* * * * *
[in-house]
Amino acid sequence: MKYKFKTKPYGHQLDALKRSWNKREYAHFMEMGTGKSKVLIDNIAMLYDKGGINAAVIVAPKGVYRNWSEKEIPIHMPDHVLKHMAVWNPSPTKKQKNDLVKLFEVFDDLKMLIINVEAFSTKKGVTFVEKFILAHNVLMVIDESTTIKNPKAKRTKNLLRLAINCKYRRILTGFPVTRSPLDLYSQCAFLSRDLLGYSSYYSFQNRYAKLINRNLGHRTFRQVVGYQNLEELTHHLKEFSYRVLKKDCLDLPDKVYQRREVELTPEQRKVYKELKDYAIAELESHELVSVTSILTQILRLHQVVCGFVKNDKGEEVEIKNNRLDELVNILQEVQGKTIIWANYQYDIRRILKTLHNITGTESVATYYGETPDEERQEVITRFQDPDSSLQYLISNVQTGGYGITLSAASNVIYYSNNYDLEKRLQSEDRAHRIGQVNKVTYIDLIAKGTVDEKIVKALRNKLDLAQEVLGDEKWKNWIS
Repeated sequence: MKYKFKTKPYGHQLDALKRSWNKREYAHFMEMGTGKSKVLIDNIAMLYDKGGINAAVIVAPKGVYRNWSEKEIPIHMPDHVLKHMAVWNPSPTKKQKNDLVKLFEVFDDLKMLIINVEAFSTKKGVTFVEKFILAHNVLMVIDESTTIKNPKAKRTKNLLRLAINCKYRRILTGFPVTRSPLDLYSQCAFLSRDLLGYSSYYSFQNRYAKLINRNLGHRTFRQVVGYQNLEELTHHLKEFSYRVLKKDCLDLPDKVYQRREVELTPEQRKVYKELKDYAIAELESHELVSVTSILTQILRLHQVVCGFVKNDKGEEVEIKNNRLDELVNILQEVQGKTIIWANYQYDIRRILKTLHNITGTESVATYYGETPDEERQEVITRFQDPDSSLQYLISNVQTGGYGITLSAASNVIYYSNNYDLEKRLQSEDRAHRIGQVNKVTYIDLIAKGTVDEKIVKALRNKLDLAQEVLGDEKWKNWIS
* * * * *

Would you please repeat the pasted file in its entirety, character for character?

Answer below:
[in-house]
Amino acid sequence: MKYKFKTKPYGHQLDALKRSWNKREYAHFMEMGTGKSKVLIDNIAMLYDKGGINAAVIVAPKGVYRNWSEKEIPIHMPDHVLKHMAVWNPSPTKKQKNDLVKLFEVFDDLKMLIINVEAFSTKKGVTFVEKFILAHNVLMVIDESTTIKNPKAKRTKNLLRLAINCKYRRILTGFPVTRSPLDLYSQCAFLSRDLLGYSSYYSFQNRYAKLINRNLGHRTFRQVVGYQNLEELTHHLKEFSYRVLKKDCLDLPDKVYQRREVELTPEQRKVYKELKDYAIAELESHELVSVTSILTQILRLHQVVCGFVKNDKGEEVEIKNNRLDELVNILQEVQGKTIIWANYQYDIRRILKTLHNITGTESVATYYGETPDEERQEVITRFQDPDSSLQYLISNVQTGGYGITLSAASNVIYYSNNYDLEKRLQSEDRAHRIGQVNKVTYIDLIAKGTVDEKIVKALRNKLDLAQEVLGDEKWKNWIS
Repeated sequence: MKYKFKTKPYGHQLDALKRSWNKREYAHFMEMGTGKSKVLIDNIAMLYDKGGINAAVIVAPKGVYRNWSEKEIPIHMPDHVLKHMAVWNPSPTKKQKNDLVKLFEVFDDLKMLIINVEAFSTKKGVTFVEKFILAHNVLMVIDESTTIKNPKAKRTKNLLRLAINCKYRRILTGFPVTRSPLDLYSQCAFLSRDLLGYSSYYSFQNRYAKLINRNLGHRTFRQVVGYQNLEELTHHLKEFSYRVLKKDCLDLPDKVYQRREVELTPEQRKVYKELKDYAIAELESHELVSVTSILTQILRLHQVVCGFVKNDKGEEVEIKNNRLDELVNILQEVQGKTIIWANYQYDIRRILKTLHNITGTESVATYYGETPDEERQEVITRFQDPDSSLQYLISNVQTGGYGITLSAASNVIYYSNNYDLEKRLQSEDRAHRIGQVNKVTYIDLIAKGTVDEKIVKALRNKLDLAQEVLGDEKWKNWIS